There have been two developments in the world of VAT and higher education – a Supreme Court case and a change in legislation. Let’s start with the case (SAE Education Ltd v Revenue and Customs Commissioners).
On the face of it, the case involved a simple question. Universities and their colleges do not have to charge VAT on their course fees because they are exempt for VAT purposes. The question was whether an independent company run for profit, which is not connected legally or by ownership with a university, could claim VAT exemption on the grounds that it is a ‘college’ of the university.
The obvious answer to this is no. But this is the law, so nothing is obvious. Indeed, in a previous case, the High Court had decided that there were 15 factors involved in deciding whether a body could be properly called a ‘college’ of a university (see Customs and Excise Commissioners v School of Finance and Management (London) Ltd ). In that case the court said that the independent company was indeed a college of the university and this led to many similar claims being accepted by HMRC.
However, the Court of Appeal in SAE Education said that there was an overriding test which trumped the other factors. It ruled that the primary factor was whether the core legal relationship between the company and the university was one of college and university – if not, the company was not a college no matter what other factors were involved. This caused a small amount of chaos because few of the arrangements agreed by HMRC would have passed this test, and many companies were left not knowing where the Court of Appeal’s decision left them.
The happy news for them is that the Supreme Court has reversed the decision. It has declared that the presence of a foundation or constitutional document or some other legal relationship establishing the college as a constituent part of the university in a constitutional or structural sense will normally be sufficient to prove that it is a college of the university – this is similar to the Court of Appeal’s core legal relationship test above.
But it has gone on to say that, if that test is failed, the company can still be a college of the university depending on the following five factors: (i) whether there is a common understanding that the company is a college of the university; (ii) whether the company can enrol or matriculate students as students of the university; (iii) whether those students are generally treated as students of the university during the course of their period of study; (iv) whether the company provides courses of study which are approved by the university; and (v) whether the company can in due course present its students for examination for a degree from the university.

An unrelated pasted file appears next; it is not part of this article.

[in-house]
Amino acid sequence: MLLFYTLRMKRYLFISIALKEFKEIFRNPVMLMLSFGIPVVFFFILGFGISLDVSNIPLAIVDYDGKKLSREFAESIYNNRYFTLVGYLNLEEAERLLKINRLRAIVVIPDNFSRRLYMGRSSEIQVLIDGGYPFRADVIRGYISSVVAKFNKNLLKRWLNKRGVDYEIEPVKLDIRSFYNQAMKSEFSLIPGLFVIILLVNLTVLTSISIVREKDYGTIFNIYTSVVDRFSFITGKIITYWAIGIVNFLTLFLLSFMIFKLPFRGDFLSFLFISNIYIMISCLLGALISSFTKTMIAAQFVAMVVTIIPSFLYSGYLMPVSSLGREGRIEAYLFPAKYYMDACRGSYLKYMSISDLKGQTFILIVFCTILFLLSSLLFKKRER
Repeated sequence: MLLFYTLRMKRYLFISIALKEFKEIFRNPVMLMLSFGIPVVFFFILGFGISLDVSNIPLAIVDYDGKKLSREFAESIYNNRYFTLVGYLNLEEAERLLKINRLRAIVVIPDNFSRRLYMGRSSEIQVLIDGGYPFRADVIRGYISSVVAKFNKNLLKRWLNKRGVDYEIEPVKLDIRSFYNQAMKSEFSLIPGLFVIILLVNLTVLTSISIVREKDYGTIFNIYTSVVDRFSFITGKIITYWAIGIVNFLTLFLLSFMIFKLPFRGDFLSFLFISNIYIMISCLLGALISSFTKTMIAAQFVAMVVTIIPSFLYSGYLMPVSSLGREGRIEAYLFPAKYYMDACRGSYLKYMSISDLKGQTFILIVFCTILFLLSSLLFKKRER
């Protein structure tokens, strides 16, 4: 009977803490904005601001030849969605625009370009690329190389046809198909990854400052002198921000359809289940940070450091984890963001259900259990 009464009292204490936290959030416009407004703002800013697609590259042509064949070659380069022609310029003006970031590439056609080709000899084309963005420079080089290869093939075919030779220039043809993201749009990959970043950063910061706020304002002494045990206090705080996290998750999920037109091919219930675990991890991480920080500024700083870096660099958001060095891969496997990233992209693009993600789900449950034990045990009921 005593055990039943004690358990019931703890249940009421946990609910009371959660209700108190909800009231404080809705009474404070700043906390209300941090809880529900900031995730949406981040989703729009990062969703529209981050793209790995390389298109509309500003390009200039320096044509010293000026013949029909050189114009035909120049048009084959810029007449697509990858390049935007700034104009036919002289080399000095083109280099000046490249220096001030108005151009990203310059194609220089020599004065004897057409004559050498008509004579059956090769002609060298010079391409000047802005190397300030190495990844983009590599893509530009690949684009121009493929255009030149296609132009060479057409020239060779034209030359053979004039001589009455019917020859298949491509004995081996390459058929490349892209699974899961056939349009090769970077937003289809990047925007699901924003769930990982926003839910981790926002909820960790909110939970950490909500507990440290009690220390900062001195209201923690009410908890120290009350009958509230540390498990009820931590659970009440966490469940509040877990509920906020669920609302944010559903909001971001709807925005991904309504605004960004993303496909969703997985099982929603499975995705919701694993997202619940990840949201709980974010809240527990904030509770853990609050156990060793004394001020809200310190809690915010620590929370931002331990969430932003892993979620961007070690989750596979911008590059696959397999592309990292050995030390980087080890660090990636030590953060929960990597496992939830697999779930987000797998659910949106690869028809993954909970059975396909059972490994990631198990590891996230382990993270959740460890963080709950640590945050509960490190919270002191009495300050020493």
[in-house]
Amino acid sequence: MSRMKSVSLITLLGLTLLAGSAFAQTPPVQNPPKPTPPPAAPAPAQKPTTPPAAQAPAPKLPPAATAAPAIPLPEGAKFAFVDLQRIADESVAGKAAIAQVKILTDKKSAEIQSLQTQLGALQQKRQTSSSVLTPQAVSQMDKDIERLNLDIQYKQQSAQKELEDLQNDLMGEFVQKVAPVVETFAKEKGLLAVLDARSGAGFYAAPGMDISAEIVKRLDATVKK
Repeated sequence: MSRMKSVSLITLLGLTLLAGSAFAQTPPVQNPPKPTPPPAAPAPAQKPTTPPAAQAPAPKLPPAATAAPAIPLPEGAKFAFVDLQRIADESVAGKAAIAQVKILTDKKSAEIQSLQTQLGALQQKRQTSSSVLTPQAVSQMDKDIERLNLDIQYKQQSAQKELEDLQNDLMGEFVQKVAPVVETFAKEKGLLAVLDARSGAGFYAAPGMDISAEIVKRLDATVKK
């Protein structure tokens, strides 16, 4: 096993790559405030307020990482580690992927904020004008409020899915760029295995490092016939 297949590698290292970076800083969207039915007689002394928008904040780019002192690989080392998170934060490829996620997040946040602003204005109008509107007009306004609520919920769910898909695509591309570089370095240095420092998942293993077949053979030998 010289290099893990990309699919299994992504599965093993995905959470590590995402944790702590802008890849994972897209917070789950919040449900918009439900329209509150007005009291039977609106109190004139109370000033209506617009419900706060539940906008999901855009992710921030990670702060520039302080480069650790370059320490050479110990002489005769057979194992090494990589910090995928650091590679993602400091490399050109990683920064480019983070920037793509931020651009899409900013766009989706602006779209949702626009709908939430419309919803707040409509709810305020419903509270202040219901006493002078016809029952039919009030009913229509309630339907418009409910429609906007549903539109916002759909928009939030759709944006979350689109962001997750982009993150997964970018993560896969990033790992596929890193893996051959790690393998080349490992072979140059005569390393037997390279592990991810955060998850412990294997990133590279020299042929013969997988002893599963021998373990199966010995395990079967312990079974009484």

So most such companies can breathe a collective sigh of relief that their agreements with HMRC remain valid and that their courses are still VAT exempt. That is the pragmatic answer reached by the Supreme Court. But is an independent company really a college of a university? Of course not!
Now onto the legislative change. The VAT exemption described above currently applies to UK universities and their colleges, institutions conducted by higher education corporations (HECs) and other institutions that are designated as eligible to receive support from central funding. There are changes to the way that higher education providers are funded by the Office for Students from the start of the 2019/20 academic year, meaning that the VAT exemption test has to change too.
In order to be bodies entitled to exempt their supplies, those higher education providers which are currently exempt by virtue of being HECs or designated institutions will in future need to be registered by the Office for Students in the Approved (fee cap) category. Providers which are registered only in the Approved category will not be eligible for the exemption. This change is effective from 1 August 2019.
Note that it is only English higher education providers which are affected by this change, not Welsh ones. Also, the change will not affect providers which fall within the VAT exemption by virtue of being a university or non-profit making body, etc. And there are no changes to the VAT treatment of bodies which provide only primary, secondary or further education, and tertiary colleges providing both secondary education and vocational training.